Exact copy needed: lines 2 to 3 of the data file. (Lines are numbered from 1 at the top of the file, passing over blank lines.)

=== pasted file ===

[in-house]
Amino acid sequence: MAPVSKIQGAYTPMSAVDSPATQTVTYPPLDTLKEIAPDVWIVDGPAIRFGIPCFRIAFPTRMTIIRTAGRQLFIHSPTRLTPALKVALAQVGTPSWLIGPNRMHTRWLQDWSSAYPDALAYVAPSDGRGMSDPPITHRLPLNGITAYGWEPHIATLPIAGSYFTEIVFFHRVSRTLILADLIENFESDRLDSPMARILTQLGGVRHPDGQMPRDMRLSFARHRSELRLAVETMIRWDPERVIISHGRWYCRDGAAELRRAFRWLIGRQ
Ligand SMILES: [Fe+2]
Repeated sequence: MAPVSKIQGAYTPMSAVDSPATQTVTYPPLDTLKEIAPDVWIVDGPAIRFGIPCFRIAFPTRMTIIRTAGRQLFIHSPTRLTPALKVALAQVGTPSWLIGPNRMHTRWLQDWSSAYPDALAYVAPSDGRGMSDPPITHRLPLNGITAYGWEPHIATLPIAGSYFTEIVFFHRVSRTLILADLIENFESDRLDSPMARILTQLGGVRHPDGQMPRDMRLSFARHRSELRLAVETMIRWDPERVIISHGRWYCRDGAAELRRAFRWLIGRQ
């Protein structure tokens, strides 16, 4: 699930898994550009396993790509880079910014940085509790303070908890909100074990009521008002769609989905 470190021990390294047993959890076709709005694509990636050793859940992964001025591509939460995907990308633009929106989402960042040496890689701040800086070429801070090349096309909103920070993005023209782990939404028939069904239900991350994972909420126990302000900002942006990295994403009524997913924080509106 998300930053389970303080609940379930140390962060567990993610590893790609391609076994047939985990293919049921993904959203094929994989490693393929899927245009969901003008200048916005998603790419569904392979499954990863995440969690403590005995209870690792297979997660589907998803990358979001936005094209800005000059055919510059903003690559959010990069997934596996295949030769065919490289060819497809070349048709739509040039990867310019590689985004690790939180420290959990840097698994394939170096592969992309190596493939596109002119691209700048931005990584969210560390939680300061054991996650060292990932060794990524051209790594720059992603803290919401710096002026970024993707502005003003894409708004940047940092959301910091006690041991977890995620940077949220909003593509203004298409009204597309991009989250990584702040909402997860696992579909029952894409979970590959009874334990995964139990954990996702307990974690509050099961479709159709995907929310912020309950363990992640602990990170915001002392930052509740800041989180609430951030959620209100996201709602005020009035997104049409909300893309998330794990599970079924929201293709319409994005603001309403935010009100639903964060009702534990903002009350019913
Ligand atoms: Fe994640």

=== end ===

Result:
Amino acid sequence: MAPVSKIQGAYTPMSAVDSPATQTVTYPPLDTLKEIAPDVWIVDGPAIRFGIPCFRIAFPTRMTIIRTAGRQLFIHSPTRLTPALKVALAQVGTPSWLIGPNRMHTRWLQDWSSAYPDALAYVAPSDGRGMSDPPITHRLPLNGITAYGWEPHIATLPIAGSYFTEIVFFHRVSRTLILADLIENFESDRLDSPMARILTQLGGVRHPDGQMPRDMRLSFARHRSELRLAVETMIRWDPERVIISHGRWYCRDGAAELRRAFRWLIGRQ
Ligand SMILES: [Fe+2]